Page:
A new way to help people recover from stroke has been discovered by a Dunedin neuroscientist from the University of Otago, in New Zealand.
According to a recent report, the team has gone against traditional thinking by implanting an electrode into the undamaged side of the brain.
In a world-first, the team targeted the healthy side of the brain with electrical stimulation, instead of the area around the stroke.
Putting an electrode in the healthy side of the brain when someone has a stroke on the other side is really not a conventional thing to do.
The team is potentially putting something that could be risky on the good side.
Studies show that a third of the 9,000 people, who have a stroke each year, will never regain full movement.
The neuroscientist theorised that the healthy side of the brain was overcompensating for the damaged side, and inhibiting its recovery.
But to test his theory, Professor John Reynolds needed the help of the only man in the world with a patent for the technology, a pioneering Belgian neurosurgeon Dr Dirk de Ridder.
The Belgian neurosurgeon also tried to treat the damaged part of the brain, without success.
Together, they developed a novel device. They received funding from the Ageing Well National Science Challenge, which allowed them to put the device to the test.
During surgery, an electrode is placed over the brain’s motor cortex, which controls movement.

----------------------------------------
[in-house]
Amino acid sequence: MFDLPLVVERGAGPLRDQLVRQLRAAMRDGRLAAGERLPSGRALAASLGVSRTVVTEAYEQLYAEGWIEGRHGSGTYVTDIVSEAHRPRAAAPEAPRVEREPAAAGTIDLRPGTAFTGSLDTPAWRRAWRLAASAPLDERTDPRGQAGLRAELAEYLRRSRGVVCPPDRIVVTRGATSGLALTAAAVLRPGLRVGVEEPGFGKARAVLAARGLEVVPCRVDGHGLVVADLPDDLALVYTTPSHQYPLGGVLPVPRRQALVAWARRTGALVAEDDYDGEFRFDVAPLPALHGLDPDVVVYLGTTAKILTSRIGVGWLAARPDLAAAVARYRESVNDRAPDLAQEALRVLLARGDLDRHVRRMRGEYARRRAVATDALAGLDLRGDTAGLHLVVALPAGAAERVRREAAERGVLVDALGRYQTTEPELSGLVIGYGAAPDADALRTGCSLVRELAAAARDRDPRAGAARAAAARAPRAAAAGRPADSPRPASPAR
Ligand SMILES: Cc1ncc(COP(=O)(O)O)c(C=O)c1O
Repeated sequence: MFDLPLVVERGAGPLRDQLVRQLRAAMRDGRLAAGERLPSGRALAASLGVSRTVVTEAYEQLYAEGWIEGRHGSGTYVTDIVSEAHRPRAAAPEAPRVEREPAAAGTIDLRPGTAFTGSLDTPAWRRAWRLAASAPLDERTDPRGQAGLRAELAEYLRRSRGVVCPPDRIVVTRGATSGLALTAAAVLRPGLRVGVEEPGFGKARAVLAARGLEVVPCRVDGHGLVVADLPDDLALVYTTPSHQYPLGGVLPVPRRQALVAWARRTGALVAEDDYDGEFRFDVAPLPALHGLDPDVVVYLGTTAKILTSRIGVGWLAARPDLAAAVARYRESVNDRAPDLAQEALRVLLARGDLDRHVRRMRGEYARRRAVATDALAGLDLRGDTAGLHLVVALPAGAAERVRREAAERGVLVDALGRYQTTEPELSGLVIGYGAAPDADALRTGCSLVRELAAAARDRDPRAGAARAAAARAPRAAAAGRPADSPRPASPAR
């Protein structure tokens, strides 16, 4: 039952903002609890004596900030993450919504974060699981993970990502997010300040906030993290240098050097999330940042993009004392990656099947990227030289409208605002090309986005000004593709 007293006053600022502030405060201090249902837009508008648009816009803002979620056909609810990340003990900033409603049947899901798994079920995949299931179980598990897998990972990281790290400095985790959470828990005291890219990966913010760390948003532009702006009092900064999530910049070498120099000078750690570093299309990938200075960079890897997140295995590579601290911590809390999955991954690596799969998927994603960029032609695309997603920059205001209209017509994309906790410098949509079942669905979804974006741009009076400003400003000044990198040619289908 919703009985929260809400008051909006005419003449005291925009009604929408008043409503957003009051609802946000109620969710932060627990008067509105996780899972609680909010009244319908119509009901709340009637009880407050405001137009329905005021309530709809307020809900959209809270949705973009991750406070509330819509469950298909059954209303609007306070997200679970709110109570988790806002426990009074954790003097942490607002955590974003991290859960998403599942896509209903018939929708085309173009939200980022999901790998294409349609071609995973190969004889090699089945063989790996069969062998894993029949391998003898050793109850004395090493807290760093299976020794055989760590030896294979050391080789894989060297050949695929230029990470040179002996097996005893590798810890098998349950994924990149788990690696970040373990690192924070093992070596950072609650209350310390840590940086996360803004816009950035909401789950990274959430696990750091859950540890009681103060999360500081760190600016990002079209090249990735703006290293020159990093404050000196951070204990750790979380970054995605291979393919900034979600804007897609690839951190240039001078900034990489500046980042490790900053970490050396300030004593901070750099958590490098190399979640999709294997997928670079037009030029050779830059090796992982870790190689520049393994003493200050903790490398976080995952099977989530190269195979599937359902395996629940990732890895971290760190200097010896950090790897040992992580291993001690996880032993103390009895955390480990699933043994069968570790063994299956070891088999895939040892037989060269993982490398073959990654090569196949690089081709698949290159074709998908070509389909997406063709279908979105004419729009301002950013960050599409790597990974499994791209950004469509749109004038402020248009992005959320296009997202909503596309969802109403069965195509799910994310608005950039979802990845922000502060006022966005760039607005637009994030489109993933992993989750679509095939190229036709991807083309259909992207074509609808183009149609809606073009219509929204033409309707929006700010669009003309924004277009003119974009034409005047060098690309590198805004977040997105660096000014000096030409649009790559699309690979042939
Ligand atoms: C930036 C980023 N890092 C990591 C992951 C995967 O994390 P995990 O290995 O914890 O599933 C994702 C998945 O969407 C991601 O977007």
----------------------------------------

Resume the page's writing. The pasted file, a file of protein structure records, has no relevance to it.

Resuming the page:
Then, a wire is tunnelled under the skin to the chest, where a stimulator is implanted, similar to that of a pacemaker.
From a surgical point of view, it is very safe. The brain cannot even be seen because it is covered by the dura mater.
Two men volunteered to trial the device. Four years ago, the 61-year-old volunteer had a stroke at work, which initially robbed him of his speech, and all movement down his right side.
Despite rehabilitation, the volunteer still could not use his right arm and hand.
He shared that he cannot feel the stimulator at all, which was only activated by another device when he has physiotherapy.
Furthermore, the volunteers could not grip anything when they started, and at the end could lift at least 7kg.
More importantly, they had regained fine motor skills which can hamper stroke patients.
The stimulator does not make them better. It is still the rehabilitation that is responsible for that.
What the stimulator does is it allows parts of the brain to wake up during the session and form new connections.
The team of researchers is now hoping to secure more funding so that a bigger trial can commence. Hopefully, the bigger trial will lead for a wider use of this technology in treating stroke patients.